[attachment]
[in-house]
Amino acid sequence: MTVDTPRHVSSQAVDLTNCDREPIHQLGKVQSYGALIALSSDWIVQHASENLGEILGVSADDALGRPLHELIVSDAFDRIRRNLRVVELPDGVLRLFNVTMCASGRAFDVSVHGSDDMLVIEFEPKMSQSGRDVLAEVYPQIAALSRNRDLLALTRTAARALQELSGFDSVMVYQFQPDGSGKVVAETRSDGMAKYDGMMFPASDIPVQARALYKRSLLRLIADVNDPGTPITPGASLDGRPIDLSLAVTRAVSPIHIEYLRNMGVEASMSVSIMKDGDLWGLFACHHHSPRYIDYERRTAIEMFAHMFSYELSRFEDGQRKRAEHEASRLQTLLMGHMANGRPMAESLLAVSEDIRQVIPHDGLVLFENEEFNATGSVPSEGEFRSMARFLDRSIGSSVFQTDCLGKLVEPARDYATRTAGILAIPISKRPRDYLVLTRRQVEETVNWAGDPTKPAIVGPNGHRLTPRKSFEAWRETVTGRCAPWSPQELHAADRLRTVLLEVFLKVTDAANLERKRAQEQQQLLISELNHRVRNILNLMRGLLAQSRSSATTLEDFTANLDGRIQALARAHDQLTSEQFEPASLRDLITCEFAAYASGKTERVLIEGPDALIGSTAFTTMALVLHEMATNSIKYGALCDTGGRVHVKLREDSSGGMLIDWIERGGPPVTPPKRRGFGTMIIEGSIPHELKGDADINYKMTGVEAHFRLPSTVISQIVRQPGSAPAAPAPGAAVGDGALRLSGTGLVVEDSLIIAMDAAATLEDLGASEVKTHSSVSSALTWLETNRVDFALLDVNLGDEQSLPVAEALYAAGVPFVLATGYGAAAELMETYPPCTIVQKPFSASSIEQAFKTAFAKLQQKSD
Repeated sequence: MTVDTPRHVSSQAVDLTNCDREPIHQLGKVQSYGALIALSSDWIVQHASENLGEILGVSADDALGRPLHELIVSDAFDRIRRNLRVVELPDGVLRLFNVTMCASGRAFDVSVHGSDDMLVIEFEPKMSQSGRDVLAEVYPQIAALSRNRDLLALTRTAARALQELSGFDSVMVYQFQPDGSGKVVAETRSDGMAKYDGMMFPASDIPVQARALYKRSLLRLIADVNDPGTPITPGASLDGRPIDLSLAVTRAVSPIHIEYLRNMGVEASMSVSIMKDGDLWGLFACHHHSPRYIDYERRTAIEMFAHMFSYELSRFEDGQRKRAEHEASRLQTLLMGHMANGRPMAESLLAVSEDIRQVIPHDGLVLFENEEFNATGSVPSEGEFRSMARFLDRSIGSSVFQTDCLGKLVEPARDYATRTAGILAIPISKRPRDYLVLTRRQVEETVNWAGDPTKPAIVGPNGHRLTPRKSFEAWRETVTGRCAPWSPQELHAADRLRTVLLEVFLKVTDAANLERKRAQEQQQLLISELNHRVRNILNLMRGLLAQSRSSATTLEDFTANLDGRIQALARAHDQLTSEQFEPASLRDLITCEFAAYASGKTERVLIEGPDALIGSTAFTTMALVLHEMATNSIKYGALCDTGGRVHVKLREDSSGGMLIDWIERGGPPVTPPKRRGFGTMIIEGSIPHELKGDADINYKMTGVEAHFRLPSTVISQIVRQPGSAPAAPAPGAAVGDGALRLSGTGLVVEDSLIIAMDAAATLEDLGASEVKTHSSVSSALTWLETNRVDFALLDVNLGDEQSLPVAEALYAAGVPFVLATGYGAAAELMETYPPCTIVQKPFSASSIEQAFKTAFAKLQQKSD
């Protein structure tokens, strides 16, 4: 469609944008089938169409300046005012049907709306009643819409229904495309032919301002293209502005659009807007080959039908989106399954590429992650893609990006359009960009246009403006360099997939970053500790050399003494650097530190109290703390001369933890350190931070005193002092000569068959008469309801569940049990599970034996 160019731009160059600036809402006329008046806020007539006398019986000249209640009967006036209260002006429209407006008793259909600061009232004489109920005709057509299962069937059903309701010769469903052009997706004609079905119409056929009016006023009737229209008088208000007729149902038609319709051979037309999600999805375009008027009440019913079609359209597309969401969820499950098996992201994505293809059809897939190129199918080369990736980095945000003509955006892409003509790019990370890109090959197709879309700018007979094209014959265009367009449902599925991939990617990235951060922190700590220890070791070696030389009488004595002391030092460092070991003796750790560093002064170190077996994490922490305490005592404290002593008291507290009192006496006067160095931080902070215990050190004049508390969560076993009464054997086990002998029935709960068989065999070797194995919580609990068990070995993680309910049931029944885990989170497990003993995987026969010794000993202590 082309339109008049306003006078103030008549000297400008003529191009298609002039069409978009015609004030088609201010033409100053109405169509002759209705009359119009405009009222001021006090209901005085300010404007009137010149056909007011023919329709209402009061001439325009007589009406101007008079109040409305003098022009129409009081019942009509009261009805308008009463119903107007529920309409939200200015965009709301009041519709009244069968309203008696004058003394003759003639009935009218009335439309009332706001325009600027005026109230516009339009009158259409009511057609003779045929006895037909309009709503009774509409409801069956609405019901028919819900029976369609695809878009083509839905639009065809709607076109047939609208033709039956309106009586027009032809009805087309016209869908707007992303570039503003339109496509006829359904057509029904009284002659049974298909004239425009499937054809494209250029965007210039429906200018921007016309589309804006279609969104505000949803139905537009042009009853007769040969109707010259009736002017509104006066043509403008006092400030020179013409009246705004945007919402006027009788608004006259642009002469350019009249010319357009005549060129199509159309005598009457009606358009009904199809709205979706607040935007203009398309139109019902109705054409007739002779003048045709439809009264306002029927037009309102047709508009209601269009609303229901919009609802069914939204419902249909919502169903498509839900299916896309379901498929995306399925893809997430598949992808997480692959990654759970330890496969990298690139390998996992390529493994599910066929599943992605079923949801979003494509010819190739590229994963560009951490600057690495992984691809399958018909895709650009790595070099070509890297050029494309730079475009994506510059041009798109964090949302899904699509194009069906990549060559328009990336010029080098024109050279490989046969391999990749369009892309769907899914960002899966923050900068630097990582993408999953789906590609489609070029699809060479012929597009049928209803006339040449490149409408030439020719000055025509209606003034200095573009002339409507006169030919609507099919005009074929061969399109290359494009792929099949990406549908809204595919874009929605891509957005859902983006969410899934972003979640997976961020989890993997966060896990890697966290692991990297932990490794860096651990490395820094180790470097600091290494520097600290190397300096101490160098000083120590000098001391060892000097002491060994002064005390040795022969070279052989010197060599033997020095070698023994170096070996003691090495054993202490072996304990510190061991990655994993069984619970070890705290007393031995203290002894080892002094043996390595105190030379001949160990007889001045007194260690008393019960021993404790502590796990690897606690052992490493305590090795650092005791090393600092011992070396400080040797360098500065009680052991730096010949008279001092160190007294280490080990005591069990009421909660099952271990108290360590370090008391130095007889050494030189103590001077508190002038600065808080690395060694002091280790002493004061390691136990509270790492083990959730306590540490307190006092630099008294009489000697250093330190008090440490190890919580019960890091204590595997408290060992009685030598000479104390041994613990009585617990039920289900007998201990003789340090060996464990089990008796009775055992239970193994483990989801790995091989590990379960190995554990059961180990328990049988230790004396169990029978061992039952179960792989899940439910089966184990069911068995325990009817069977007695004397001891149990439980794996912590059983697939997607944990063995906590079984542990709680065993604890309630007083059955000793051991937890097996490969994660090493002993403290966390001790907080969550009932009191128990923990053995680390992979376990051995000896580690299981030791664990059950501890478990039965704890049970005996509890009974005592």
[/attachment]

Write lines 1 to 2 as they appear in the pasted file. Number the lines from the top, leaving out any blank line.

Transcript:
[in-house]
Amino acid sequence: MTVDTPRHVSSQAVDLTNCDREPIHQLGKVQSYGALIALSSDWIVQHASENLGEILGVSADDALGRPLHELIVSDAFDRIRRNLRVVELPDGVLRLFNVTMCASGRAFDVSVHGSDDMLVIEFEPKMSQSGRDVLAEVYPQIAALSRNRDLLALTRTAARALQELSGFDSVMVYQFQPDGSGKVVAETRSDGMAKYDGMMFPASDIPVQARALYKRSLLRLIADVNDPGTPITPGASLDGRPIDLSLAVTRAVSPIHIEYLRNMGVEASMSVSIMKDGDLWGLFACHHHSPRYIDYERRTAIEMFAHMFSYELSRFEDGQRKRAEHEASRLQTLLMGHMANGRPMAESLLAVSEDIRQVIPHDGLVLFENEEFNATGSVPSEGEFRSMARFLDRSIGSSVFQTDCLGKLVEPARDYATRTAGILAIPISKRPRDYLVLTRRQVEETVNWAGDPTKPAIVGPNGHRLTPRKSFEAWRETVTGRCAPWSPQELHAADRLRTVLLEVFLKVTDAANLERKRAQEQQQLLISELNHRVRNILNLMRGLLAQSRSSATTLEDFTANLDGRIQALARAHDQLTSEQFEPASLRDLITCEFAAYASGKTERVLIEGPDALIGSTAFTTMALVLHEMATNSIKYGALCDTGGRVHVKLREDSSGGMLIDWIERGGPPVTPPKRRGFGTMIIEGSIPHELKGDADINYKMTGVEAHFRLPSTVISQIVRQPGSAPAAPAPGAAVGDGALRLSGTGLVVEDSLIIAMDAAATLEDLGASEVKTHSSVSSALTWLETNRVDFALLDVNLGDEQSLPVAEALYAAGVPFVLATGYGAAAELMETYPPCTIVQKPFSASSIEQAFKTAFAKLQQKSD